First off, apologies for not having a post up last Wednesday. I had hoped to write about the Lenten discipline of fasting using the film Chocolat, but, as you may have heard, Pope Francis was elected last Wednesday and I got a bit sidetracked with excitement. So for now I’ll pick the Lenten film series up again, this time with Danny Boyle’s Millions and almsgiving.
The main character of Millions is Damian, a young English boy who has just moved to a new town and new school with his brother and father following the death of Damian’s mother. Damian is presented from the beginning as a pure of heart child who is really into the saints. It begins small, with him talking about the saints during a class discussion on heroes and his excitement when their Mormon neighbors call themselves “latter day saints.”
But this is not all. Damian sees the saints. He first encounters St. Claire of Assisi while playing in a cardboard fort he’s constructed near the train tracks. He asks her (as he does several subsequent saints) about a recent arrival, St. Maureen, his own mother. Claire says the name doesn’t ring a bell, “but it is infinite up there.”
This encounter ends when the film’s macguffin, a duffel bag full of British pounds, flies off the train and destroys Damian’s cardboard fort. The film is set a few weeks before Britain is to go onto the Euro, and the bag of cash was part of a heist of money that was going to be burned. Damian and his brother take the money, not knowing its origin. After having a bit of fun with it, their dispositions towards the money take over: Damian wants to give it to the poor while his brother Anthony first hires schoolmates to act as security, a chauffeur, and a waiter (and later tries to buy real estate – he’s portrayed as quite savvy with numbers).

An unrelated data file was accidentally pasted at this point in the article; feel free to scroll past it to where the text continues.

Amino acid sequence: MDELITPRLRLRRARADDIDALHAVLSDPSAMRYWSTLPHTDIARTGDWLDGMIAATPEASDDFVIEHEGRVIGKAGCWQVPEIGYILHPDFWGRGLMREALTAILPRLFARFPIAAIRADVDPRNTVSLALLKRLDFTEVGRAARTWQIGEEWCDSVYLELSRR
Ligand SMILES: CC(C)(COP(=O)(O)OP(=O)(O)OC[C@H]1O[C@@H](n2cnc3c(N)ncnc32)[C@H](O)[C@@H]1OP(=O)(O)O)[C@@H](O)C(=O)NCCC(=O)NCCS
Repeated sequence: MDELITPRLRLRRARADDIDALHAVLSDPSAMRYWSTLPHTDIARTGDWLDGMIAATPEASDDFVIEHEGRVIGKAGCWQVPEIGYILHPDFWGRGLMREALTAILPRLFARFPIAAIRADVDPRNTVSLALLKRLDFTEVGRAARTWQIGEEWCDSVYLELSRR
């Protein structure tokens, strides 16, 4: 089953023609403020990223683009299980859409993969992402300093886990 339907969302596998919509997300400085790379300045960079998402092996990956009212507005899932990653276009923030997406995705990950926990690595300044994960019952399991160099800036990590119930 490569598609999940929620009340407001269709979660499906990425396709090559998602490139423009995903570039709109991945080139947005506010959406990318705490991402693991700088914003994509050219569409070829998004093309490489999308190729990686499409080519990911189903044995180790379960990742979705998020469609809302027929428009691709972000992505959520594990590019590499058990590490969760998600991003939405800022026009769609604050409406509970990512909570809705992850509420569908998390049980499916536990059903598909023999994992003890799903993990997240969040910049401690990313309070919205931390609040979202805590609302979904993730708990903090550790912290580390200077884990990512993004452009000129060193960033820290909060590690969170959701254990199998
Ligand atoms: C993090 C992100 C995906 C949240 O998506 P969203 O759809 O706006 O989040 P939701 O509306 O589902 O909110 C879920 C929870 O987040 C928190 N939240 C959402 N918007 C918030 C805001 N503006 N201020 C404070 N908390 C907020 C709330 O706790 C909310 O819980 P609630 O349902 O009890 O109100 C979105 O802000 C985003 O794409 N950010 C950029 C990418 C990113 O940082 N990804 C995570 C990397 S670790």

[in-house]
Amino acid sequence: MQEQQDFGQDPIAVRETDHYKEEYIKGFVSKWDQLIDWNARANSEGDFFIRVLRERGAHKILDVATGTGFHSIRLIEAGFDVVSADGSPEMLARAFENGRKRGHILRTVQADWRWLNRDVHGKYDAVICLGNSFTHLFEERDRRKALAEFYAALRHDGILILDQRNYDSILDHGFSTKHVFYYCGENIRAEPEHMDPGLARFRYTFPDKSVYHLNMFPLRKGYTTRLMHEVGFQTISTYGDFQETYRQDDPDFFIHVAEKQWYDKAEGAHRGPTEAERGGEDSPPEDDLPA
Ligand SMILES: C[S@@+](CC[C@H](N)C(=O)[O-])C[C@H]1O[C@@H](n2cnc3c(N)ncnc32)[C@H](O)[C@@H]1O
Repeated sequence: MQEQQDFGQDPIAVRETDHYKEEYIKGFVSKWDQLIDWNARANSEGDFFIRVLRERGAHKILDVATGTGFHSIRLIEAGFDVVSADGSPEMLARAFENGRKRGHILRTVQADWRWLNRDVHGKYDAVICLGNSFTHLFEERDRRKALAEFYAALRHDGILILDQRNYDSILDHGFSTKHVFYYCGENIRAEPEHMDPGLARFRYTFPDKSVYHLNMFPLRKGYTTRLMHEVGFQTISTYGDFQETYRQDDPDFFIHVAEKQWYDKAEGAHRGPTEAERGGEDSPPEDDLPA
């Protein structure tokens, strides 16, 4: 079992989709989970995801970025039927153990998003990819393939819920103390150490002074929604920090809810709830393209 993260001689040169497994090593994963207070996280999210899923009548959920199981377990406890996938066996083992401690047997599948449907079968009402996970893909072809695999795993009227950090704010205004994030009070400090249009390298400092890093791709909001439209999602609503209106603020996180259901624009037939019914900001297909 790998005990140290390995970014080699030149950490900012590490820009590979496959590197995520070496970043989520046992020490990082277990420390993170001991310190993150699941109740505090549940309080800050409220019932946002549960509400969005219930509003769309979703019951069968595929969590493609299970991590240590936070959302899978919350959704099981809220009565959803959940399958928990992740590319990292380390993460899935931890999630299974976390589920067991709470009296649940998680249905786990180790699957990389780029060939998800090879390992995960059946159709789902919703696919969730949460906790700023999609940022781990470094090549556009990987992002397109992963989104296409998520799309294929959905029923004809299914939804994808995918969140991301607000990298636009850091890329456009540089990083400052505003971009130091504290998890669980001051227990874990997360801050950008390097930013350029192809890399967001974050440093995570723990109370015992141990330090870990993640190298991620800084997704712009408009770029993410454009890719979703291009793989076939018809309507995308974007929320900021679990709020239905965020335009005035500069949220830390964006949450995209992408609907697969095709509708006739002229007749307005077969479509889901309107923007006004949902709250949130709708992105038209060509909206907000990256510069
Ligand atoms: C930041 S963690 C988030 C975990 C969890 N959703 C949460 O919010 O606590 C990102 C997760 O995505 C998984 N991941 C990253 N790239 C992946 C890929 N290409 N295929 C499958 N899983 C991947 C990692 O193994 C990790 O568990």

Damian is encouraged in his desire to give to the poor by his encounter with St. Francis. He then takes a group of homeless people to Pizza Hut, he stuffs money into the door of the Mormon missionaries (one of whom had previously described their community as “poor, in a sense”), and then offers to help out a man walking along the tracks. Unfortunately, this man turns out to be one of the robbers from the original heist, who is looking for the duffel bag of cash, and now he is on to the two brothers.
It’s only after Damian gives a wad of cash in school to a woman raising money for the poor of Africa that he finds out where the money came from. While he had previously believed it was a miracle from God, a member of his brother’s entourage lays out the daring heist that led to their windfall. Damian is heartbroken that it’s not a miracle, just stolen, and (as pure of heart as he is) thinks it should be returned.
That evening Damian, while stuffing envelopes to send to charity, encounters St. Peter. Damian tells him about the supposed miracle and wonders whether he can still do good with robbed money. St. Peter tells him he’s been trying too hard and then retells the story of the loaves and fishes. This version, though, is the one in which each person already had a little food with them, and at first were trying to keep it for themselves. However, as the baskets get around, people start sharing what they have so that, by the time the baskets get back to Jesus, he’s surprised there’s still food left. St. Peter says he was the one to call it a miracle, but now he realizes that it really was. The take away: “something that looks like a miracle turns out to be dead simple.”